After getting a few portraits and some general overview shots, I started looking for other angles. At one junction, where the mikoshi make a 90 degree turn, I noticed there was an elderly man watching the proceedings from the upstairs window of his home. I waved at him, pointed to my camera, and a few minutes later I was also watching the festival from the upstairs window. It turns out Kawauchi-san has lived in the same place since he was a kid. He watches the parade every year, and was quite happy to have some company for a little while. It was great to be able to look down on proceedings. I was able to capture a good selection of images I wouldn’t have been able to get otherwise. I even had enough time to shoot some video. A huge thank you to Kawauchi-san for happily letting a stranger into his home, and even giving the stranger a bottle of cold tea on a hot day in August.
On Sunday 17th, Fukagawa Hachiman Festival reached its peak. Festivities began with blessings from the Shinto priest outside the shrine. Dozens of mikoshi were carried through the streets, the participants getting soaked by far more bystanders with buckets of water. As with yesterday, it was great to know that the Pentax 645Z and lenses are properly weather sealed. The camera was splashed several times, but there were no issues. However, there were some professional water soakers that I needed to stay clear of. Numerous member of the Tokyo fire departments were there to drench the groups with water. There’s weather sealing, and there’s being hit by a firehose sealing. I wasn’t going to test the latter. My goal therefore was to try and get in close to the groups without getting soaked, or crushed underfoot by a team of mikoshi carriers. And a bit of video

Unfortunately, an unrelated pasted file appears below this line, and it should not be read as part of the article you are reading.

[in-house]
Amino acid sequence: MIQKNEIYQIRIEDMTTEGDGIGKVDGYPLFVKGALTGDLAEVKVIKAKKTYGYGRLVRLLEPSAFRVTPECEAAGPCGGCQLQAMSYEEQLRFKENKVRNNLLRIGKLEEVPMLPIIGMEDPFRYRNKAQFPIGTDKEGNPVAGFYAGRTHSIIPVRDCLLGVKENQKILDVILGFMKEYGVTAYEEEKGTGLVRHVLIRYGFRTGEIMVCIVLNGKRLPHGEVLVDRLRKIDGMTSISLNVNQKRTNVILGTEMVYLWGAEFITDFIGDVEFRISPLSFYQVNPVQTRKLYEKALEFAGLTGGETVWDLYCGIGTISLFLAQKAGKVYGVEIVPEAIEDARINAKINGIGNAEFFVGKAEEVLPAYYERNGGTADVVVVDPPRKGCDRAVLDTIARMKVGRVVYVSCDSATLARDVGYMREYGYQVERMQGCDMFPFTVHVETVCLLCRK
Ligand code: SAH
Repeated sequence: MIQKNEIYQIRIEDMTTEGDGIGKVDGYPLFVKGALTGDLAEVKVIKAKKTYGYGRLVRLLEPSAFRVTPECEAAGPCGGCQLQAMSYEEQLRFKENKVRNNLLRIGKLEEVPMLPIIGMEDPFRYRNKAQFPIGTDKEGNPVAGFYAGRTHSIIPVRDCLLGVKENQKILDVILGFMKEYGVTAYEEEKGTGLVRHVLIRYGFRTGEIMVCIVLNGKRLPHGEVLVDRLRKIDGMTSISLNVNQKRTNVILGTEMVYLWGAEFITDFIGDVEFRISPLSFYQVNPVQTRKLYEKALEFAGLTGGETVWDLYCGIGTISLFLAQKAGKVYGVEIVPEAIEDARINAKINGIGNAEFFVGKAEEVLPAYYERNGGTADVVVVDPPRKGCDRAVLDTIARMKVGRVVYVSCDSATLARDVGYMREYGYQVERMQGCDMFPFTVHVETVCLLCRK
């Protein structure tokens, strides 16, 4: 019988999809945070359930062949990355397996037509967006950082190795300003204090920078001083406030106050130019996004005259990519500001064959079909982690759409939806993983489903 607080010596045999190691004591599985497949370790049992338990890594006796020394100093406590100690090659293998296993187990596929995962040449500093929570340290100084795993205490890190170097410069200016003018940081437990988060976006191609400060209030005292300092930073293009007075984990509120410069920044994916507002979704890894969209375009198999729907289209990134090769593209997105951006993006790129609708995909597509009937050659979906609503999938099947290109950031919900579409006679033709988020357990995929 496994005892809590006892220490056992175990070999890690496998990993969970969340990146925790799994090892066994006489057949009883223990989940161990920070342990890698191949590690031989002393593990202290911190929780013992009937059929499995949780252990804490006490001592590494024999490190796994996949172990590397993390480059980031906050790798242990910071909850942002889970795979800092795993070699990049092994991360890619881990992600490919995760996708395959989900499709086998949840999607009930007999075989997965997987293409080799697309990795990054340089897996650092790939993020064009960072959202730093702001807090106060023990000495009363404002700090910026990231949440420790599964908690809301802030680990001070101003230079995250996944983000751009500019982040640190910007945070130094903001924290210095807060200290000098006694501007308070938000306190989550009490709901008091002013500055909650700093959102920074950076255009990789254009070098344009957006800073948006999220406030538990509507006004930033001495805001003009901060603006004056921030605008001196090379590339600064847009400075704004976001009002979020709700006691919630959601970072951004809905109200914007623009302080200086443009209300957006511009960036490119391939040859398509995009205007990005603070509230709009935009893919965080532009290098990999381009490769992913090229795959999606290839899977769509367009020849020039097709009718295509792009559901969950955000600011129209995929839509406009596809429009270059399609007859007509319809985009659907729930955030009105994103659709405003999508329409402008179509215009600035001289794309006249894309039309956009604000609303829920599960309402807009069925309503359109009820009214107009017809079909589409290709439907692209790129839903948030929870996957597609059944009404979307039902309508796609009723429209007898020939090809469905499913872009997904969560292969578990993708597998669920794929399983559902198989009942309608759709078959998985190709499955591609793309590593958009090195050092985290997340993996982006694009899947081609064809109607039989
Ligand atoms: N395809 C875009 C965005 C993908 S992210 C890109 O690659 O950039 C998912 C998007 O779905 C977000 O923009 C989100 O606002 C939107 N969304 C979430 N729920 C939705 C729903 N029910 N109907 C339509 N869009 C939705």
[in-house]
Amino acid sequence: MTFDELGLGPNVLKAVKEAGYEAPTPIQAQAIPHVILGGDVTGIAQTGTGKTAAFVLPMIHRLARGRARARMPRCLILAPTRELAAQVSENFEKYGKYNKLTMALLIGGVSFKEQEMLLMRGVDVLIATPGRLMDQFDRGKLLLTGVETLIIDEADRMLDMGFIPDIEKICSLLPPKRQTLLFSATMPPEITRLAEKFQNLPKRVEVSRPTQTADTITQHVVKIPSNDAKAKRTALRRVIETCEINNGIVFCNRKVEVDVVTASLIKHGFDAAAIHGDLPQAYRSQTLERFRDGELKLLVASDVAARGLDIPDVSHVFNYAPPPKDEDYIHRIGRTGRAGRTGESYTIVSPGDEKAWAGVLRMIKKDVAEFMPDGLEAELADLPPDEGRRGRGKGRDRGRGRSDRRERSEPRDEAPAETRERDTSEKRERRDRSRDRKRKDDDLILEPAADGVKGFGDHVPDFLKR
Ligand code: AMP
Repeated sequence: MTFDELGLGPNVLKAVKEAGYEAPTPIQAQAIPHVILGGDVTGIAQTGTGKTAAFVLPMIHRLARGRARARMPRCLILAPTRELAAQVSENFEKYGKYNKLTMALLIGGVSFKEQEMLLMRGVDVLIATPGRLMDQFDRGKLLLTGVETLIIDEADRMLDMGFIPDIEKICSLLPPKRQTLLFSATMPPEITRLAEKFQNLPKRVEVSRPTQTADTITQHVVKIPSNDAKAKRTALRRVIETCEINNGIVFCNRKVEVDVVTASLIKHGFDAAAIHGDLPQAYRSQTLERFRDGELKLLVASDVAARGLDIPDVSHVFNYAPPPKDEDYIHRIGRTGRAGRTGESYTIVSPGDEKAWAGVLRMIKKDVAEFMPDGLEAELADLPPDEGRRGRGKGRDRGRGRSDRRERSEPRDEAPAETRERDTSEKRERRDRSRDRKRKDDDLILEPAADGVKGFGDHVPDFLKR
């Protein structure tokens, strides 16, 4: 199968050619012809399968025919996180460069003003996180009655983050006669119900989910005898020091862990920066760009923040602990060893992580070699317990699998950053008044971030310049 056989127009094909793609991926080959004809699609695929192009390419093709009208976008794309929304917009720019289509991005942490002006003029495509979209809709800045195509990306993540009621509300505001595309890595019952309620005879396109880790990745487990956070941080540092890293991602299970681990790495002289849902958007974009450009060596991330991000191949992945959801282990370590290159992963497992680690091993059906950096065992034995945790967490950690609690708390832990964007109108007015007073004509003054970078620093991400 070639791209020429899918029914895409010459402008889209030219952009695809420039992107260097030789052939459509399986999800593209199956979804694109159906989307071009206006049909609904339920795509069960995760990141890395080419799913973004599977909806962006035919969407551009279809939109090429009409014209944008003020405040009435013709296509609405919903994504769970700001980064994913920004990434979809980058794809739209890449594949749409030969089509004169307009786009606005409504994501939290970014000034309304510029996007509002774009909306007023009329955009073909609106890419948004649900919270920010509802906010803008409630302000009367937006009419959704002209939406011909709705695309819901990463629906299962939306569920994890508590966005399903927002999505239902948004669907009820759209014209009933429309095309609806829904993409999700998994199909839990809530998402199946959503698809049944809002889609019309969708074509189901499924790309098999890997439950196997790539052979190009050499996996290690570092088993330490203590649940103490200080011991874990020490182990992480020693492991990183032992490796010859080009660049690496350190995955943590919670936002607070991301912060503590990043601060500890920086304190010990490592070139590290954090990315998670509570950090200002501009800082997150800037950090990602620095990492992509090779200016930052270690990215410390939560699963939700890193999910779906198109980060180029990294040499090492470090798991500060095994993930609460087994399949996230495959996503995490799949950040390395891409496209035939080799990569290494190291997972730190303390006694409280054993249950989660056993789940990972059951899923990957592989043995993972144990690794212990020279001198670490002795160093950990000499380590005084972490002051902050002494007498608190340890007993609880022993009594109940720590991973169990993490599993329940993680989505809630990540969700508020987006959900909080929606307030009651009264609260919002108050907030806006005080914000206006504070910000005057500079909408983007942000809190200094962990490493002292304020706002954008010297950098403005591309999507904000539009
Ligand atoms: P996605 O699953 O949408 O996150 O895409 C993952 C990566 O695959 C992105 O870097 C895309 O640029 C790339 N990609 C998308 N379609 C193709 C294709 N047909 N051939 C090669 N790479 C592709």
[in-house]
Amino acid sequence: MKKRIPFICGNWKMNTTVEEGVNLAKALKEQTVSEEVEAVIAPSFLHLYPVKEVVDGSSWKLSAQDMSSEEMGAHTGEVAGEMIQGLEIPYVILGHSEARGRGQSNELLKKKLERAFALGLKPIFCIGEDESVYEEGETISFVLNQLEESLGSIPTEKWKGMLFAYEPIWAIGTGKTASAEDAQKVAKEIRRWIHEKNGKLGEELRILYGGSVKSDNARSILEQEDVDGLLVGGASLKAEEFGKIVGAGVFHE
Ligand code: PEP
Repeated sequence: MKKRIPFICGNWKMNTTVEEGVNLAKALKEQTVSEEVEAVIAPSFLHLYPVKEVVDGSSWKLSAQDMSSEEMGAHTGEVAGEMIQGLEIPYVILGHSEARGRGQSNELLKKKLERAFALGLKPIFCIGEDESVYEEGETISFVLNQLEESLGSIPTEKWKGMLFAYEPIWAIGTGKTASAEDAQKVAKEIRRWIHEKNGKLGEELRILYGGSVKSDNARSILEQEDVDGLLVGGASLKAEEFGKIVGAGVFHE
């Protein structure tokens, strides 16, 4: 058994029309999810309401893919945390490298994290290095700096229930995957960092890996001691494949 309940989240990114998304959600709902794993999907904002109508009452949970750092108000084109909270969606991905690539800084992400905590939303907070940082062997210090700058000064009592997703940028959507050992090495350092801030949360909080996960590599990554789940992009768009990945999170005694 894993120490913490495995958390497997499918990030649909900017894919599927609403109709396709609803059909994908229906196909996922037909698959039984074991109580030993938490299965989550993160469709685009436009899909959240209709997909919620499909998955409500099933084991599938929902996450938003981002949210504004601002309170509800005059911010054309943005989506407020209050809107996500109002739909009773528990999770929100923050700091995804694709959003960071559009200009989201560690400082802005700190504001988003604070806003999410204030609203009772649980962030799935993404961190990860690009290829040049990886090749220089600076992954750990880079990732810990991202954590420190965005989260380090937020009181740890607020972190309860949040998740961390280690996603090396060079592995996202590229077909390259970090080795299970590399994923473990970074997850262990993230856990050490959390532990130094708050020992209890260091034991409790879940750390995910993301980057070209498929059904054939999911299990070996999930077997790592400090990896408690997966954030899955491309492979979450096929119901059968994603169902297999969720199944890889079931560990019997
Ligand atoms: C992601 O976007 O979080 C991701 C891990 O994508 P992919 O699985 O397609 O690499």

While in Tokyo, I’d stopped by the Kobe Kanagawa Eye Clinic in Shinjuku for my 6-month eye check after Lasik. First, I did a standard eye test. I could read the bottom line with my right eye, the second to bottom line with my left eye, and the bottom line clearly with both eyes open. My eyes were then checked by the doctor, and I was given the all clear. Awesome. I can go back to the clinic if I ever have any concerns, but that was the final regularly scheduled check-up. To learn more about my experience with Lasik just click on the Lasik in Japan tab above.
Fukagawa Festival a.k.a. The Water Throwing Festival held at Tomioka Hachimangu Shrine, Tokyo. Participants throw buckets of water at mikoshi (portable shirines) as they are carried through streets in one of the great Shinto festivals of Tokyo. Not everyone chooses buckets of water, there were plenty of kids with their super soakers happy to join in the fun. These are shots from the Saturday, the day before the main festival. Going a day early allowed me to get a feel for the festival, work out the angles, and prepare myself for the following day.
A couple of my shots taken with the new Pentax K3 camera will be on display in an exhibit at the Ricoh Imaging Square in Shinjuku, Tokyo. The event takes place from March 26th to April 7th 2014, so if you’re in the area drop in and check out the photographs. If you’d like to see some images from previous exhibitions click on the Exhibitions tab above.